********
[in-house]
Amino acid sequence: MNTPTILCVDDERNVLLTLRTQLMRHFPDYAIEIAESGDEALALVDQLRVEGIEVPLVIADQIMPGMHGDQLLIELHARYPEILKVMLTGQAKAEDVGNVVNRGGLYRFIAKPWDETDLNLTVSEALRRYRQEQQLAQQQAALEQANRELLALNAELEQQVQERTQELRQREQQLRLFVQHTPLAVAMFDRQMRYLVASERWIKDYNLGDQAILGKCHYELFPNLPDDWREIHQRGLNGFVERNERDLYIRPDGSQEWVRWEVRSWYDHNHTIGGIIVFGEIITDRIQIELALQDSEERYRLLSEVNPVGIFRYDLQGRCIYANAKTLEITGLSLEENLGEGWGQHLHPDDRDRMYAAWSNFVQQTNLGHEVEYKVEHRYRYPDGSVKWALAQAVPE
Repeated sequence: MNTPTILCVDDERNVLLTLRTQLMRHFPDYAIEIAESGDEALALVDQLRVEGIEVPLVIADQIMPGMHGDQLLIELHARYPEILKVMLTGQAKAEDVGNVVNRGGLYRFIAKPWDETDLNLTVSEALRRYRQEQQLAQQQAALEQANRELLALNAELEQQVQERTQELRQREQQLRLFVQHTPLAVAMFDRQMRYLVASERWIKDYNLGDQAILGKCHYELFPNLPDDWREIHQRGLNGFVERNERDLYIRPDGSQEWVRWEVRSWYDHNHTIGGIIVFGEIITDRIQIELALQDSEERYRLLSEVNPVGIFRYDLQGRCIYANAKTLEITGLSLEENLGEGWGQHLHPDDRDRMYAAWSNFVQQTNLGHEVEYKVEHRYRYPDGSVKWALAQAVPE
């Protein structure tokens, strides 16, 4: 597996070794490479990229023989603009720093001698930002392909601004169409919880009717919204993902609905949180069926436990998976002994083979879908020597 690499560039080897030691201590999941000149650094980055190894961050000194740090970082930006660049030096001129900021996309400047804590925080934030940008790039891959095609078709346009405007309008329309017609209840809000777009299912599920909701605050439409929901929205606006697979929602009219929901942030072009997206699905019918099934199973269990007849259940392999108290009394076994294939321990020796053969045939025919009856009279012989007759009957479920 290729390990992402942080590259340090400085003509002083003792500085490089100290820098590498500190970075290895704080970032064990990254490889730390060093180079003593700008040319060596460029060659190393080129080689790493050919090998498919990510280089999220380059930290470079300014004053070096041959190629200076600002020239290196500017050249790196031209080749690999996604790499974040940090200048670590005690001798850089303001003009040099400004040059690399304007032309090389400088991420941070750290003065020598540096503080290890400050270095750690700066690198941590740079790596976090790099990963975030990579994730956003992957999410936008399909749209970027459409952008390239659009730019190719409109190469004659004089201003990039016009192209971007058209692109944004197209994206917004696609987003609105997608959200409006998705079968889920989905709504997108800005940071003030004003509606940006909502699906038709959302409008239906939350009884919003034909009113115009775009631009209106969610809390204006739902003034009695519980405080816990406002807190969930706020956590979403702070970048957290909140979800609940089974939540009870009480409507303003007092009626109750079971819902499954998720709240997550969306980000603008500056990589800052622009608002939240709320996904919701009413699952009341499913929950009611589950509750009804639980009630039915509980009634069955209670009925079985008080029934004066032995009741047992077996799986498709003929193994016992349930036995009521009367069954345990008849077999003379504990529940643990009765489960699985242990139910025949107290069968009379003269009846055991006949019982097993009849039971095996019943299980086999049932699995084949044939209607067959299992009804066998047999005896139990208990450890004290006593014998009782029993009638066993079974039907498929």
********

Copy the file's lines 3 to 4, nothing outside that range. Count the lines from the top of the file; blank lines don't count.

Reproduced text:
Repeated sequence: MNTPTILCVDDERNVLLTLRTQLMRHFPDYAIEIAESGDEALALVDQLRVEGIEVPLVIADQIMPGMHGDQLLIELHARYPEILKVMLTGQAKAEDVGNVVNRGGLYRFIAKPWDETDLNLTVSEALRRYRQEQQLAQQQAALEQANRELLALNAELEQQVQERTQELRQREQQLRLFVQHTPLAVAMFDRQMRYLVASERWIKDYNLGDQAILGKCHYELFPNLPDDWREIHQRGLNGFVERNERDLYIRPDGSQEWVRWEVRSWYDHNHTIGGIIVFGEIITDRIQIELALQDSEERYRLLSEVNPVGIFRYDLQGRCIYANAKTLEITGLSLEENLGEGWGQHLHPDDRDRMYAAWSNFVQQTNLGHEVEYKVEHRYRYPDGSVKWALAQAVPE
């Protein structure tokens, strides 16, 4: 597996070794490479990229023989603009720093001698930002392909601004169409919880009717919204993902609905949180069926436990998976002994083979879908020597 690499560039080897030691201590999941000149650094980055190894961050000194740090970082930006660049030096001129900021996309400047804590925080934030940008790039891959095609078709346009405007309008329309017609209840809000777009299912599920909701605050439409929901929205606006697979929602009219929901942030072009997206699905019918099934199973269990007849259940392999108290009394076994294939321990020796053969045939025919009856009279012989007759009957479920 290729390990992402942080590259340090400085003509002083003792500085490089100290820098590498500190970075290895704080970032064990990254490889730390060093180079003593700008040319060596460029060659190393080129080689790493050919090998498919990510280089999220380059930290470079300014004053070096041959190629200076600002020239290196500017050249790196031209080749690999996604790499974040940090200048670590005690001798850089303001003009040099400004040059690399304007032309090389400088991420941070750290003065020598540096503080290890400050270095750690700066690198941590740079790596976090790099990963975030990579994730956003992957999410936008399909749209970027459409952008390239659009730019190719409109190469004659004089201003990039016009192209971007058209692109944004197209994206917004696609987003609105997608959200409006998705079968889920989905709504997108800005940071003030004003509606940006909502699906038709959302409008239906939350009884919003034909009113115009775009631009209106969610809390204006739902003034009695519980405080816990406002807190969930706020956590979403702070970048957290909140979800609940089974939540009870009480409507303003007092009626109750079971819902499954998720709240997550969306980000603008500056990589800052622009608002939240709320996904919701009413699952009341499913929950009611589950509750009804639980009630039915509980009634069955209670009925079985008080029934004066032995009741047992077996799986498709003929193994016992349930036995009521009367069954345990008849077999003379504990529940643990009765489960699985242990139910025949107290069968009379003269009846055991006949019982097993009849039971095996019943299980086999049932699995084949044939209607067959299992009804066998047999005896139990208990450890004290006593014998009782029993009638066993079974039907498929």